My grandmother was an absolute beast of a sea glass collector, with green, white, blue, and brown harvests of saltwater-worn glass chunks scattered throughout her house. Sometimes sorted by color, sometimes not, her bounty was stashed in crystal vases, old bottles, and other oddly-shaped vessels. They adorned tables and bookshelves and windowsills, from the bedrooms and bathrooms to the living room and kitchen, sparkling in the light, filling my little mind with wonder, and begging my imagination again and again to answer the question, “Where did this soft, smoothed, and age-old glass come from?”
Those sea-glass-sparked daydreams of pirate’s treasure, scuttled smuggling boats, and high seas adventure have faded with age, but my love affair for these “mermaid’s tears” that occasionally pepper high-tide lines on beaches the world over never recedes. Even now, some 3,000 miles and decades removed from the Cape Cod beaches of my youth, I still scour the shore most days, my eyes looking down among the kelp and sand and flotsam for the telltale glow of sea glass, each piece as unique as a snowflake and pregnant with the potential of a fabulous backstory. I am definitely not alone in this pursuit.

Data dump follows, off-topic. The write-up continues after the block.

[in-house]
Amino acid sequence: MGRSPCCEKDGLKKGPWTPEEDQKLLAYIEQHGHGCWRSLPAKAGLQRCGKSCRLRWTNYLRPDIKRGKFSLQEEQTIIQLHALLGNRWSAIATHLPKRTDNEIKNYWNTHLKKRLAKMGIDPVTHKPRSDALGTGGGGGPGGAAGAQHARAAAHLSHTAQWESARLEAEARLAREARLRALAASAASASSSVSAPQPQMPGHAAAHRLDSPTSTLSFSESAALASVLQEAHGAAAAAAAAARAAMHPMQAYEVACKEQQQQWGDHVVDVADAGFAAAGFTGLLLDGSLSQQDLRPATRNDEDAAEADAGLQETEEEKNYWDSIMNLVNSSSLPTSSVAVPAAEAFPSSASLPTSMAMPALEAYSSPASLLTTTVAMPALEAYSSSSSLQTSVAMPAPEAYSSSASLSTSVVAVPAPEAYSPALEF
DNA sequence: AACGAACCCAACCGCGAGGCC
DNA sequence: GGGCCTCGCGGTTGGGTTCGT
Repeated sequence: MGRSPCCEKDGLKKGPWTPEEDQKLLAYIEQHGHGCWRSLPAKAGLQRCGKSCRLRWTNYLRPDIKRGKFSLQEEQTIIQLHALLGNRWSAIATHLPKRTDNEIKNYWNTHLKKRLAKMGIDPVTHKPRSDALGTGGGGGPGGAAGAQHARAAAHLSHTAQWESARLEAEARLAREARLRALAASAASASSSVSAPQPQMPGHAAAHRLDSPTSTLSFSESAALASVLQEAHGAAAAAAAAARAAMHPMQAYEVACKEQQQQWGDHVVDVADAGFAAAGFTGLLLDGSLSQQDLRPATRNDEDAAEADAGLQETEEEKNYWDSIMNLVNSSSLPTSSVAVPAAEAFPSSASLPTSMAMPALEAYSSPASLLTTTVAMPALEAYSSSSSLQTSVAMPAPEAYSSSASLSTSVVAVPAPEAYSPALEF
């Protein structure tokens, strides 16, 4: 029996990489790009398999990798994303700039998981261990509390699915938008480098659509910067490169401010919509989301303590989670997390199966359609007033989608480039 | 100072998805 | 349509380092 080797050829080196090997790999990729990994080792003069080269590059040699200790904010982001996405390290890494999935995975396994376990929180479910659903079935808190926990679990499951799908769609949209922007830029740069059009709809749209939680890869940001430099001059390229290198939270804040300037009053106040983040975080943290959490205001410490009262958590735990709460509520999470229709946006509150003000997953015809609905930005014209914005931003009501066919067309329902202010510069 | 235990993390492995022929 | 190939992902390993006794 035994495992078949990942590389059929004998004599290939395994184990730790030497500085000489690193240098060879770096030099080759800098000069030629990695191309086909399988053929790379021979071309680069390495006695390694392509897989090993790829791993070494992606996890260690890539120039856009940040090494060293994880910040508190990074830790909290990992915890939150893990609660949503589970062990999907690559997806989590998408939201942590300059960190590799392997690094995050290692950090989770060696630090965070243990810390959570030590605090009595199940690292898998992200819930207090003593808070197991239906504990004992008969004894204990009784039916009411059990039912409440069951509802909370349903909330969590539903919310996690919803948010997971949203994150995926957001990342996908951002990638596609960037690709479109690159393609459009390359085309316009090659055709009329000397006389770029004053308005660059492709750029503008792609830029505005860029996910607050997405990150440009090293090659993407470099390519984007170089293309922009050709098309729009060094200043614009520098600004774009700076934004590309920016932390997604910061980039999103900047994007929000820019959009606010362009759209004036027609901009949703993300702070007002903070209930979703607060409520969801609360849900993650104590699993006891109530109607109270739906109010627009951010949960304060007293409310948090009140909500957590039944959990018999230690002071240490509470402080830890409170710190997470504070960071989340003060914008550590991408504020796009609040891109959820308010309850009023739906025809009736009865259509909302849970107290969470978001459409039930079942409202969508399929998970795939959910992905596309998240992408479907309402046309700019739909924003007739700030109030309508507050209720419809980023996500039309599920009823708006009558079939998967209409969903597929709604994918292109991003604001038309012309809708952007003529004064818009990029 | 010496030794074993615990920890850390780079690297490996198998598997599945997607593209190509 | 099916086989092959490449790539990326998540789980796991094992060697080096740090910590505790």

This weekend, in fact, Carpinteria is hosting the inaugural Sea Glass Festival, an impressive gathering of both regional and national sea glass collectors and artists. The idea was hatched at previous sea glass get-togethers in Santa Cruz and Cayucos, where Carpinterians Alan and Karen Clark struck up a friendship with fellow enthusiast Marcia McNally. The trio agreed that Carpinteria, home to the “World’s Safest Beach,” would make a perfect landing spot for a sea-glass-themed hootenanny. Then a fourth sea glass lover named Kiona Gross came aboard, and the Carpinteria Sea Glass Festival was born.
Happening this Saturday and Sunday in the old Austin’s Hardware Store on Linden Avenue, the festival will feature private collections, art and jewelry for sale, live music, food trucks, beer, a wine garden, and a dark chocolate truffle made just for the occasion by the folks at Chocolats du Calibressan.
I’m just hoping for a glimpse of the ever-elusive red sea glass, a rare and precious type that I’ve been searching for since childhood. As my grandmother Ga used to say, “You find a red one, you keep that forever — they aren’t making those anymore.”
The first-ever Carpinteria Sea Glass Festival is Saturday-Sunday, August 29-30, at Austin’s Hardware Store (700 Linden Ave.). Tickets are $5 per day, $15 for a pre-fest preview. See carpinteriaseaglassfestival.com.